SKHIRAT, Morocco (Reuters) - Some Libyan warring factions signed an initial United Nations-sponsored agreement on Sunday to form a unity government and end fighting, but a key player from a parliament controlling the capital Tripoli stayed away.
Western officials say the U.N. talks are the only hope of halting fighting among factions allied to the oil producer's two governments and parliaments vying for power four years after the ousting of Muammar Gaddafi.
An armed alliance known as Libya Dawn took over Tripoli and declared its own government and parliament a year ago, driving out the internationally recognized premier and deepening anarchy in the North African country.
The United Nations, wrapping up months of negotiations, had invited the warring factions to the Moroccan coastal town of Skhirat to sign an initial power-sharing agreement.
"This agreement will bring a step, an important step in the road of peace in Libya," U.N. Special Envoy Bernardino Leon told the ceremony attended by Arab and Western diplomats.
"Let me enhance one message: The doors will remain open for those who have chosen not to be here," he added.
But while delegates from the elected parliament, the House of Representatives based in the east, signed the deal, the Tripoli-based parliament, the General National Congress (GNC), refused to attend.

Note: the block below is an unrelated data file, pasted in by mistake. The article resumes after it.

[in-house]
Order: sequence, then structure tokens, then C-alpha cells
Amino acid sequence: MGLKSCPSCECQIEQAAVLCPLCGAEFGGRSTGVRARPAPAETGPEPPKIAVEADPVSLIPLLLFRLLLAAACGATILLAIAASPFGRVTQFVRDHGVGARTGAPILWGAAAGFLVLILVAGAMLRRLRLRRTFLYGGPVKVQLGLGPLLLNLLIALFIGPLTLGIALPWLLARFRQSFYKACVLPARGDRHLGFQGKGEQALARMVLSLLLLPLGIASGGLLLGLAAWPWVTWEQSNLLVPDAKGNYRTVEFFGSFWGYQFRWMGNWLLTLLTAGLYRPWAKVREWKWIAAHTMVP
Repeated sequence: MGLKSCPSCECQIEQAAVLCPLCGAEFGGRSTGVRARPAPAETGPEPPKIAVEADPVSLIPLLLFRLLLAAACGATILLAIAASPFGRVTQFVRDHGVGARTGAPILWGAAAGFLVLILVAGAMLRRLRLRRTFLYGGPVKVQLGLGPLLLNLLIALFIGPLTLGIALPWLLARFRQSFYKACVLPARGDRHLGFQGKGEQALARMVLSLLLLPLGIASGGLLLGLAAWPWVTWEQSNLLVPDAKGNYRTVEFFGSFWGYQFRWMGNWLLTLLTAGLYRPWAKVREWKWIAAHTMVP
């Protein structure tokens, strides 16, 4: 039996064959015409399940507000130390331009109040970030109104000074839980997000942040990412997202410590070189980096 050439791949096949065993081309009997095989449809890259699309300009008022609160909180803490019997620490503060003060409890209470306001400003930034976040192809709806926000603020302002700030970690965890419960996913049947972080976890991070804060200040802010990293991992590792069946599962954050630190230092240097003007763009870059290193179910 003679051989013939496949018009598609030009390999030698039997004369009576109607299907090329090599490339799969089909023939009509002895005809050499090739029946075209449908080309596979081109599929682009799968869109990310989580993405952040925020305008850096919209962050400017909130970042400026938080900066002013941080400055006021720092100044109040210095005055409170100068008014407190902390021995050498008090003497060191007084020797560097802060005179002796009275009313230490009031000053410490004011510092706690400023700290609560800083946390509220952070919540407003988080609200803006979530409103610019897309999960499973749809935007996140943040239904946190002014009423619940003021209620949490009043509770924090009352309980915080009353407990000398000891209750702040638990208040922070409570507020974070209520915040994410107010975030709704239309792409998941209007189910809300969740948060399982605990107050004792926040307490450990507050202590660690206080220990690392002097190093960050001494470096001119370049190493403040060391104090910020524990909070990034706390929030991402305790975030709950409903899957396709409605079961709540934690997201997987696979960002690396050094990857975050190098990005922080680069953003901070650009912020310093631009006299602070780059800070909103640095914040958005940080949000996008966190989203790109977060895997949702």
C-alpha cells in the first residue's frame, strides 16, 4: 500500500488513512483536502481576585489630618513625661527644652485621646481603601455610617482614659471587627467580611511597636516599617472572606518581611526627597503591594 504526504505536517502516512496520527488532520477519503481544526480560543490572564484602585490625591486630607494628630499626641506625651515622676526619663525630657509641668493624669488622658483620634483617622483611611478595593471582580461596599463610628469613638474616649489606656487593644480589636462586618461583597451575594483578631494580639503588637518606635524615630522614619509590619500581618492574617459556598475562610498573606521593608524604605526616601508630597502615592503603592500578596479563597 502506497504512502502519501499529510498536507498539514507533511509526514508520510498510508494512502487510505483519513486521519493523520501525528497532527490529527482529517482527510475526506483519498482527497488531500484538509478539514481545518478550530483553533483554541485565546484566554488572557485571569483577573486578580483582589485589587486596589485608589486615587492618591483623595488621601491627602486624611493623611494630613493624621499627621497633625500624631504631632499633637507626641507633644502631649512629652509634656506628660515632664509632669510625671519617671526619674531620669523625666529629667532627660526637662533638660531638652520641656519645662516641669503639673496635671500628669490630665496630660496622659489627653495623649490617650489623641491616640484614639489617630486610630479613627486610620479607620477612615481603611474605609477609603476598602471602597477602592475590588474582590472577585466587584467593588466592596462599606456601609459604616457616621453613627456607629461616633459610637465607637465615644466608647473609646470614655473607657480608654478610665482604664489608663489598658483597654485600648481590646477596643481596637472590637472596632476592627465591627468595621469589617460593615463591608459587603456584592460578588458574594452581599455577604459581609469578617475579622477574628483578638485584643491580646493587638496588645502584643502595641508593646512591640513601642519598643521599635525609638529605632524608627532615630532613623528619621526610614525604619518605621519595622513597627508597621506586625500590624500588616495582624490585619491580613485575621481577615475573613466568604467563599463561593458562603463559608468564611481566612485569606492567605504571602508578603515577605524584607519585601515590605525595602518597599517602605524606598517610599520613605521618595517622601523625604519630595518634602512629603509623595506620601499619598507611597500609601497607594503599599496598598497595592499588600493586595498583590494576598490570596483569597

"We are still in the dialogue, but we don't really understand why they are rushing to sign before all the parties agree," Mowafaq Hawas, a GNC representative in Morocco, told Reuters.
Some representatives from municipalities in Tripoli and the western city of Misrata allied to Libya Dawn signed the deal.
Under the plan, Libya will get a one-year government of national accord. A council of ministers headed by a prime minister and two deputies would have executive authority. The House of Representatives would be the legislative body, a plan meeting opposition from the GNC.
The factions have yet to agree on details.
Diplomats say both governments face pressure from hardliners who favor a military solution.
Islamic State militants have exploited the power struggle by increasing their presence in Libya as they did in Syria, Iraq and Egypt. The group has executed dozens of Christians and attacked embassies.
U.S. Special Envoy for Libya, Jonathan Winer, played down the absence of the GNC. "There are only four of the delegates who did not sign," he told Reuters. "There is an opportunity for those who have not yet initialed this agreement to come aboard."